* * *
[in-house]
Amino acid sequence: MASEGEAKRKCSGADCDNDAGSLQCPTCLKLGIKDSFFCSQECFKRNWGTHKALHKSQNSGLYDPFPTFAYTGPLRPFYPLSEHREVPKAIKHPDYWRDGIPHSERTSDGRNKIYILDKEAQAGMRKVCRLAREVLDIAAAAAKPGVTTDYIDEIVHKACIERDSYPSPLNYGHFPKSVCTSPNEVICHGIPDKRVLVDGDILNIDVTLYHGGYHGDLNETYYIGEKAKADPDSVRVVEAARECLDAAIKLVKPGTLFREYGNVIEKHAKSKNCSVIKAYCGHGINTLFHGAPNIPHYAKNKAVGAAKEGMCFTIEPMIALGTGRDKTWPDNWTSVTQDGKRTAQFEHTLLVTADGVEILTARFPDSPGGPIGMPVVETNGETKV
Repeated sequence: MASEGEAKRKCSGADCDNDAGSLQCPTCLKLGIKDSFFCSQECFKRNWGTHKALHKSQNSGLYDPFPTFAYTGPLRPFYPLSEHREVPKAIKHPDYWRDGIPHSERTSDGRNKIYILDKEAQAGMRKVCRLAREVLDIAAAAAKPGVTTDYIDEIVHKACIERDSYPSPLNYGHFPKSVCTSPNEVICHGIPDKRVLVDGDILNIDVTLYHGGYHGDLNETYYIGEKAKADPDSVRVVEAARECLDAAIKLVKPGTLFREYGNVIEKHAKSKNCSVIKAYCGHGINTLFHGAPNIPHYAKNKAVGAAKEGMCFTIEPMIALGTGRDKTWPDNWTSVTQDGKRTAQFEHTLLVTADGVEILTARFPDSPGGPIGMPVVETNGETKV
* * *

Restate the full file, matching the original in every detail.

[in-house]
Amino acid sequence: MASEGEAKRKCSGADCDNDAGSLQCPTCLKLGIKDSFFCSQECFKRNWGTHKALHKSQNSGLYDPFPTFAYTGPLRPFYPLSEHREVPKAIKHPDYWRDGIPHSERTSDGRNKIYILDKEAQAGMRKVCRLAREVLDIAAAAAKPGVTTDYIDEIVHKACIERDSYPSPLNYGHFPKSVCTSPNEVICHGIPDKRVLVDGDILNIDVTLYHGGYHGDLNETYYIGEKAKADPDSVRVVEAARECLDAAIKLVKPGTLFREYGNVIEKHAKSKNCSVIKAYCGHGINTLFHGAPNIPHYAKNKAVGAAKEGMCFTIEPMIALGTGRDKTWPDNWTSVTQDGKRTAQFEHTLLVTADGVEILTARFPDSPGGPIGMPVVETNGETKV
Repeated sequence: MASEGEAKRKCSGADCDNDAGSLQCPTCLKLGIKDSFFCSQECFKRNWGTHKALHKSQNSGLYDPFPTFAYTGPLRPFYPLSEHREVPKAIKHPDYWRDGIPHSERTSDGRNKIYILDKEAQAGMRKVCRLAREVLDIAAAAAKPGVTTDYIDEIVHKACIERDSYPSPLNYGHFPKSVCTSPNEVICHGIPDKRVLVDGDILNIDVTLYHGGYHGDLNETYYIGEKAKADPDSVRVVEAARECLDAAIKLVKPGTLFREYGNVIEKHAKSKNCSVIKAYCGHGINTLFHGAPNIPHYAKNKAVGAAKEGMCFTIEPMIALGTGRDKTWPDNWTSVTQDGKRTAQFEHTLLVTADGVEILTARFPDSPGGPIGMPVVETNGETKV